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Rep. Jeff Fortenberry (R-NE) is raising money for his legal defense fund by falsely claiming that he has been charged with "fake crimes" and that federal agents are targeting him because of his politics.
Fortenberry is facing a federal indictment on accepting a large campaign donation from a foreign national in violation of federal law, and for lying to the Federal Bureau of Investigation.
"Politically motivated FBI agents can and do lie in order to manufacture fake crimes against patriots," Fortenberry's wife, Celeste, wrote a fundraising email for her husband. "I'm writing you today because this has become my family's story."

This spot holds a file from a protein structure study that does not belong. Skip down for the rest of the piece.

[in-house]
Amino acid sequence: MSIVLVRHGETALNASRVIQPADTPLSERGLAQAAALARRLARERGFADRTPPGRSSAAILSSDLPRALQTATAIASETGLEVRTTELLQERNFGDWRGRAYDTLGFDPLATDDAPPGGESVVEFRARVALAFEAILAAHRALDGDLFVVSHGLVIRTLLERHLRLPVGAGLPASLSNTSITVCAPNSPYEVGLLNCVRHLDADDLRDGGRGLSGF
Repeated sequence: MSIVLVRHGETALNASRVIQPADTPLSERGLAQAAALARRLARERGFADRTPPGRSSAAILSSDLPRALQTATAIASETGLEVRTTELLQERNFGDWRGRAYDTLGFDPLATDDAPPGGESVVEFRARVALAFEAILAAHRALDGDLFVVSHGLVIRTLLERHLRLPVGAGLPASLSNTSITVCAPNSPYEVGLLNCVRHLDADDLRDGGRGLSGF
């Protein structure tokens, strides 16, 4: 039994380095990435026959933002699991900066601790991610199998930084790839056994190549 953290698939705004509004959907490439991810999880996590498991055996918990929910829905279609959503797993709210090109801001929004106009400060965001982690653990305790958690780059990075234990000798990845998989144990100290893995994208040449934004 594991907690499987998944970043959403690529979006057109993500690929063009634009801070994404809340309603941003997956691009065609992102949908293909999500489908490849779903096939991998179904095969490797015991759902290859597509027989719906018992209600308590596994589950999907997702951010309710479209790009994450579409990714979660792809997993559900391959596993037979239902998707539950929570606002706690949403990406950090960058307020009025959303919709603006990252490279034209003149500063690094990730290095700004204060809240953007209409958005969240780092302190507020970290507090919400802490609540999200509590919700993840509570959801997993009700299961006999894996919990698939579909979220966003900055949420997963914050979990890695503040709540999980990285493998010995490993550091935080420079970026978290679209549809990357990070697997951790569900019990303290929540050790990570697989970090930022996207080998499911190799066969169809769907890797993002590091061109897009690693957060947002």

The investigation stems from a $30,000 donation to Fortenberry's 2016 re-election campaign from a billionaire who is not American. Under U.S. federal law, candidates for political office are prohibited from accepting campaign contributions from foreign nationals.
On October 19, a federal grand jury charged Fortenberry with "concealing information and making false statements to federal authorities who were investigating illegal contributions made by a foreign national to the congressman's 2016 re-election campaign."
Fortenberry has resigned from his House committee roles as a result of the indictment.
On the day Fortenberry was indicted, he and his wife released a letter saying that the investigation had been going on since 2018 when former President Donald Trump was in office.
Now, however, Fortenberry's wife says the investigation is an effort to "stop his work and flip his seat."